Like Zen in the Art of Writing, On Writing shares the personal experiences of a professional writer—Stephen King. I have told so many people that I do not like King’s fiction but I love his nonfiction. My husband gobbled up the Dark Tower series, and I tried it as well as a few others but could never move beyond the first few chapters. King’s fiction drowns me but his nonfiction envelopes me. I so appreciated reading about his struggles, his balancing act of teaching and writing, and his many personal challenges while writing and publishing. King inspired me and got me moving.
Bird by Bird by Anne Lamott
Any time that I need a good laugh, I go to Lamott. Her nonfiction piece Bird by Bird is a lovely account of how to write, what to write, what to expect from writing, and what to focus on while writing. Lamott puts the writing life into clear context when she illuminates readers on the shortsighted visions of grandeur of publishing while losing out on the extraordinary personal and creative benefits of writing. Her focus on writers starting with a terrible first draft and getting dirty in the editing process, because it is within the editing that good writing happens spoke deeply to me. “Almost all good writing begins with terrible first efforts. You need to start somewhere.”
The 3am Epiphany by Brian Kiteley
I ran across Brian Kiteley’s The 3am Epiphany while taking a week-long workshop at the Iowa Writer’s Conference in Iowa City. My instructor assigned the book as part of a workshop on writing in fragments. Kiteley’s writing prompts stood out to me at first because they are unique. They forced me to look at my observational process through a different lens. I use his prompts any time that I have writer’s block, any time that I am bored with my current piece, and any time that I want to push myself to try something new.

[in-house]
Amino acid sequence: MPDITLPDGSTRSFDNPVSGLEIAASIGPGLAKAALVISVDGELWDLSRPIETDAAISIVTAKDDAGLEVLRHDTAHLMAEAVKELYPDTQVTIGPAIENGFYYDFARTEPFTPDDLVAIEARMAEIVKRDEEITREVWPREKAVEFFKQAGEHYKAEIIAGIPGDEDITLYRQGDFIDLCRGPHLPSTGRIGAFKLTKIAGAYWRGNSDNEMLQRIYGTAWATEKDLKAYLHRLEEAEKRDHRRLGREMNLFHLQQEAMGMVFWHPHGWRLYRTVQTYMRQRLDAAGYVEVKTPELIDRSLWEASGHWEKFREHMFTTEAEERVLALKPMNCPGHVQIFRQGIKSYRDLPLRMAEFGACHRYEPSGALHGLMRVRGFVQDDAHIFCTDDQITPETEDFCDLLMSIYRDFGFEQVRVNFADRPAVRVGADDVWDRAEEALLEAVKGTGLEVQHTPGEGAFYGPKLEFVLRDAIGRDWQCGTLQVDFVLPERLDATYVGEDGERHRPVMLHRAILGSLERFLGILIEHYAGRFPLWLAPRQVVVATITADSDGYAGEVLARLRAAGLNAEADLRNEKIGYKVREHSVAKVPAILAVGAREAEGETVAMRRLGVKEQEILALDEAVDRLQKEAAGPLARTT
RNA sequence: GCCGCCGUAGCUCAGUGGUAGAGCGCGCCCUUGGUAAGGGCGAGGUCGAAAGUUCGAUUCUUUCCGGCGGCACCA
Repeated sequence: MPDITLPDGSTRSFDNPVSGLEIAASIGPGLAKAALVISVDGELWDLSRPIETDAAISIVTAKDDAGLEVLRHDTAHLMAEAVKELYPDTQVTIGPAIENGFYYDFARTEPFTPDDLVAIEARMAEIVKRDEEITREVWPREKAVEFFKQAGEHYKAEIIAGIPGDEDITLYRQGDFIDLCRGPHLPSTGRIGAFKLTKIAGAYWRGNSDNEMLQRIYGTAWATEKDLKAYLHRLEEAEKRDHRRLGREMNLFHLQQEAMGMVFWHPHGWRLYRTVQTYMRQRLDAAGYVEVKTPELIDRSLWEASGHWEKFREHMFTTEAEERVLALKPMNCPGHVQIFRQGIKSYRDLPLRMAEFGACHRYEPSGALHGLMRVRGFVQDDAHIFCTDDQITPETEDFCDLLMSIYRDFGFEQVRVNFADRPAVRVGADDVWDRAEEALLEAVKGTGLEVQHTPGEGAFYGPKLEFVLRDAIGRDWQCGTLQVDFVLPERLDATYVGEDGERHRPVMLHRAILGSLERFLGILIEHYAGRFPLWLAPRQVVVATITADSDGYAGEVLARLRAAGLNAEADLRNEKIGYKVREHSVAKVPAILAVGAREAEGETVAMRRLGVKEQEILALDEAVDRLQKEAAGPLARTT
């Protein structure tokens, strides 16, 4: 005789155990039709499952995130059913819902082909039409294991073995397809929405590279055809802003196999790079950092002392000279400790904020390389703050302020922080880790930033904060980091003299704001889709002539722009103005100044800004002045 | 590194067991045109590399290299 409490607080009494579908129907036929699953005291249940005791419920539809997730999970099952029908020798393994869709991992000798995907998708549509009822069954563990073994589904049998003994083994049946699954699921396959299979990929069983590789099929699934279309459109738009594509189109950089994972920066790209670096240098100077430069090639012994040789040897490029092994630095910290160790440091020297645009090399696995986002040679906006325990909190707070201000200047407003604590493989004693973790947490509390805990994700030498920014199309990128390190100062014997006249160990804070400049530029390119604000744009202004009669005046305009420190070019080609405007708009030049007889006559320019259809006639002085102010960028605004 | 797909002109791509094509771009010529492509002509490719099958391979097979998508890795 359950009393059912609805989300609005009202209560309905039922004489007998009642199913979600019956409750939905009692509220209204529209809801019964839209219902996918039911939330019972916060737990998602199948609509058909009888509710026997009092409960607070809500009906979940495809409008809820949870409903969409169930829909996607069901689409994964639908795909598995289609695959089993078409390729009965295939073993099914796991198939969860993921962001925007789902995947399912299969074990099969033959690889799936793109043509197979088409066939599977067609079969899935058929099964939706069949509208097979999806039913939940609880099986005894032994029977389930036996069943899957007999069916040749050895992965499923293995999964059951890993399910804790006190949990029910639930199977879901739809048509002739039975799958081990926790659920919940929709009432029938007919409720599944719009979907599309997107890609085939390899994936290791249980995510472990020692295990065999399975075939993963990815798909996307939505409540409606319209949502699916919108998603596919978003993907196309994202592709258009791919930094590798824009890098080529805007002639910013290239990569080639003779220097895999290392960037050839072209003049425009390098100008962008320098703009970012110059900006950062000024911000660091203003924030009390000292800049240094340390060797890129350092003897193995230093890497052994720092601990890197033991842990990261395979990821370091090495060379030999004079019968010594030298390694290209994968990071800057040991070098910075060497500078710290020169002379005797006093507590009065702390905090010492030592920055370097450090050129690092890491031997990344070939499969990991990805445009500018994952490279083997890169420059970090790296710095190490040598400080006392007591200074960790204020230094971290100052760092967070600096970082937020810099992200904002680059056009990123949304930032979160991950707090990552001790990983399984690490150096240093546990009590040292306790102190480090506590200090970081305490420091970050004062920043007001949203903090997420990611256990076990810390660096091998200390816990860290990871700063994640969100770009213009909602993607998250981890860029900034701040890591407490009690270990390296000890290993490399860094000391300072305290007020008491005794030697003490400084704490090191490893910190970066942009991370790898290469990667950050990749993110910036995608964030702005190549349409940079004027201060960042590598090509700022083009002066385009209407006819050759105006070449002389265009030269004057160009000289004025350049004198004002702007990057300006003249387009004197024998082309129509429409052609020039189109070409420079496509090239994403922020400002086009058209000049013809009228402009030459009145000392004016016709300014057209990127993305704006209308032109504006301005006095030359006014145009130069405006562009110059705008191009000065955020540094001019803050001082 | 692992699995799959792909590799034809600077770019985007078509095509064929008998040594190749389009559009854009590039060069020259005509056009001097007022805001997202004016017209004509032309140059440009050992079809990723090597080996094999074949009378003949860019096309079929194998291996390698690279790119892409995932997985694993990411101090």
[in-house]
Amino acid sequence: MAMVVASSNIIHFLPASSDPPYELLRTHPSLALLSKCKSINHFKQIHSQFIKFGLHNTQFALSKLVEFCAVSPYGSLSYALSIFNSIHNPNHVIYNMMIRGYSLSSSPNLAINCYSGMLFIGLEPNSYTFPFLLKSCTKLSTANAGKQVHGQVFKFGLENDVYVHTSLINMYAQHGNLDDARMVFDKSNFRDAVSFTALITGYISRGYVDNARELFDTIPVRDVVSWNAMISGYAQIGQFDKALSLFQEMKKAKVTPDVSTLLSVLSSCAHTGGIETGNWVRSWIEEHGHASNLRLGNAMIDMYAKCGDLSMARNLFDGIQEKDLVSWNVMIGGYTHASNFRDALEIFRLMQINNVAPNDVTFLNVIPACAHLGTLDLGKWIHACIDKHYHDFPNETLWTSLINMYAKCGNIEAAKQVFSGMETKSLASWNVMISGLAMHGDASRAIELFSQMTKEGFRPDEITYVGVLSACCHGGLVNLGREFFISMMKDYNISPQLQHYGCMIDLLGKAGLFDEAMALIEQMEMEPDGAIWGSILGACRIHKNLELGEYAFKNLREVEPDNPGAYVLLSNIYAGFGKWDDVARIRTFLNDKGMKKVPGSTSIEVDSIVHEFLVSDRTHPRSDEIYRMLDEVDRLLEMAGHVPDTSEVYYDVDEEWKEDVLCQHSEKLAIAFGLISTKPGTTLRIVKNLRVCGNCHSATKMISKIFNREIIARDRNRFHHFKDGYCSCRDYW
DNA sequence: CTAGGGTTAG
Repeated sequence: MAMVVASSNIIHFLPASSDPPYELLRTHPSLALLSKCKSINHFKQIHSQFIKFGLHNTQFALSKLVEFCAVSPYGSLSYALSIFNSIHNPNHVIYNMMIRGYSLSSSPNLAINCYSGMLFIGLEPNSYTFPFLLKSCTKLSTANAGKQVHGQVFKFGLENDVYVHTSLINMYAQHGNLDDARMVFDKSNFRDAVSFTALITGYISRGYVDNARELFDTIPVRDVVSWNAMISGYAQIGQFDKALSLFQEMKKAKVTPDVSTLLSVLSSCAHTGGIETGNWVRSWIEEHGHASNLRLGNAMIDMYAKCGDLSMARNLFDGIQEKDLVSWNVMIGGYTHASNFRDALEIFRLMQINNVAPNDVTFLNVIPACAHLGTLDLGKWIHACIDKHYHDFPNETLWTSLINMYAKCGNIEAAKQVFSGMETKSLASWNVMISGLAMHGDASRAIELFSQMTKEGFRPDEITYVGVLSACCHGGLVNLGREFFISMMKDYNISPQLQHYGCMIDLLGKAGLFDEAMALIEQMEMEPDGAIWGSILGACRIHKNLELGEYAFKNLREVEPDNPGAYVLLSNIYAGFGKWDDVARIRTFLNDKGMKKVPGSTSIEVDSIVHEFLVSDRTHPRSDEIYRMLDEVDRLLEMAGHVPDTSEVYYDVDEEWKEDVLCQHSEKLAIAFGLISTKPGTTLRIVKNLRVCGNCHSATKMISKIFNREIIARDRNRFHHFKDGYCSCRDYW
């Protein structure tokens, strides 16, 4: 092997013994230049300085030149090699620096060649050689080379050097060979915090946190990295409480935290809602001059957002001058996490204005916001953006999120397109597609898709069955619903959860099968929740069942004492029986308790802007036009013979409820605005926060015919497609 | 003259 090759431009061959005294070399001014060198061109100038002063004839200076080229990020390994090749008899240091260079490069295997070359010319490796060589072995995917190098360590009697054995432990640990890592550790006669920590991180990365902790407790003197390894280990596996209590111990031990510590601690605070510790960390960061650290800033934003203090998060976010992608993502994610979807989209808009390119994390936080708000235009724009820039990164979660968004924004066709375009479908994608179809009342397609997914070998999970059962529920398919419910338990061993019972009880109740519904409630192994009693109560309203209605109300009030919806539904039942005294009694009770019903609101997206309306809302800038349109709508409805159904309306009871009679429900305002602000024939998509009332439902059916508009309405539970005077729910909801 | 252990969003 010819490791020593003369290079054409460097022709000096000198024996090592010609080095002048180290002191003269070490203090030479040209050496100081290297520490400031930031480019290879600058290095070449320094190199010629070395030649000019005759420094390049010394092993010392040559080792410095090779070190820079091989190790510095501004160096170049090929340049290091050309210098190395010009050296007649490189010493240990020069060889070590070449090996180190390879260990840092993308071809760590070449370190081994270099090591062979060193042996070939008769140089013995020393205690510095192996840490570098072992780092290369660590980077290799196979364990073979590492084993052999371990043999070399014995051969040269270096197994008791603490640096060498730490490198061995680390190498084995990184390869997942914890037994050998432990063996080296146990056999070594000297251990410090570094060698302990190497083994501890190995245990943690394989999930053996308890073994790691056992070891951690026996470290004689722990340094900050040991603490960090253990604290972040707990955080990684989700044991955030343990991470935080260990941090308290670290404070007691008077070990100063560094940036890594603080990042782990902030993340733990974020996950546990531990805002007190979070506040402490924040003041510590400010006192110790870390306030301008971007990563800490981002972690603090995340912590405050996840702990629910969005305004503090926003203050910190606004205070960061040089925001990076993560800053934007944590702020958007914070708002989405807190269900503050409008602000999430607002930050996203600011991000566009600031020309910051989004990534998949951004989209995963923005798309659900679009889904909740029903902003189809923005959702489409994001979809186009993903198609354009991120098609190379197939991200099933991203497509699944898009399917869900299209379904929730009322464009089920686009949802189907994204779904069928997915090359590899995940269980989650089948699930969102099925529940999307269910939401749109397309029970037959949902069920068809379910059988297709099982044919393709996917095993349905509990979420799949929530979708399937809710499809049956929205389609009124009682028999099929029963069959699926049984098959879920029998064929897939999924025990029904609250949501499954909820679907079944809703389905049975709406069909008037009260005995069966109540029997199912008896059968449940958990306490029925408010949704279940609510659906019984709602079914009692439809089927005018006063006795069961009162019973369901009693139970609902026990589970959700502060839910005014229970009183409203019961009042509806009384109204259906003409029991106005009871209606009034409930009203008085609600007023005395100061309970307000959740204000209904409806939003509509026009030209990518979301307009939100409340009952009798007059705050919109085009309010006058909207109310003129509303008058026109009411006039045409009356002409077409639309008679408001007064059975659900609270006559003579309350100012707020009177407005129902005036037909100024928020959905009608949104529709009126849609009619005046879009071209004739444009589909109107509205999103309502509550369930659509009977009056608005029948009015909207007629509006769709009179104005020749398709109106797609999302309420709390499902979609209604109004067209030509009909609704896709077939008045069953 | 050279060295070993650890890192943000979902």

These days, I write every day. Every. Day. Yes, that is incredibly challenging to accomplish sometimes and other times the writing comes so fast that my fingers jam in place from typing so fast. But, what I gained by facing the fact that I was not writing daily and handling the situation is that I comfortably and confidently call myself a writer.
I wear my writer’s uniform with pride and have no problem letting anyone know what I write and about my current writing projects. I wake up at 5am to write for an hour before the rest of my house wakes, and during that time I compose an average of 1000 words a day. Sometimes I write much more, and sometimes I sleep in a bit and write less, but I always write in the wee hours when only the cat and I are rustling about. Facing the knowledge that I was not following through on my own creative process has made all the difference in my practice, my work, and my writing.
If you are not writing (or not exercising or not calling your mother or not finishing some task that you know you need to do but you are putting off until the mood hits you), then I strongly recommend that you jump in. Face your challenge. Force yourself to start and to stick with it. Yes, it is hard at the beginning, but the satisfaction of a job well done is worth the effort.
About the Author
Patricia Martin, MA, MEd has spent the last two decades in school, both as an enthusiastic professional student and as an educator; her passion for education and learning is boundless. She is the author of 10 books. She teaches creative, academic, and professional writing online and in the classroom to teens and adults, including showing other teachers how to improve their practices by using creativity in the classroom. When not teaching writing or writing herself, she is always in nature—kayaking, snowshoeing, or gardening—depending on the season. She writes for Ondemandinstruction.com a website dedicated to supporting emerging writers.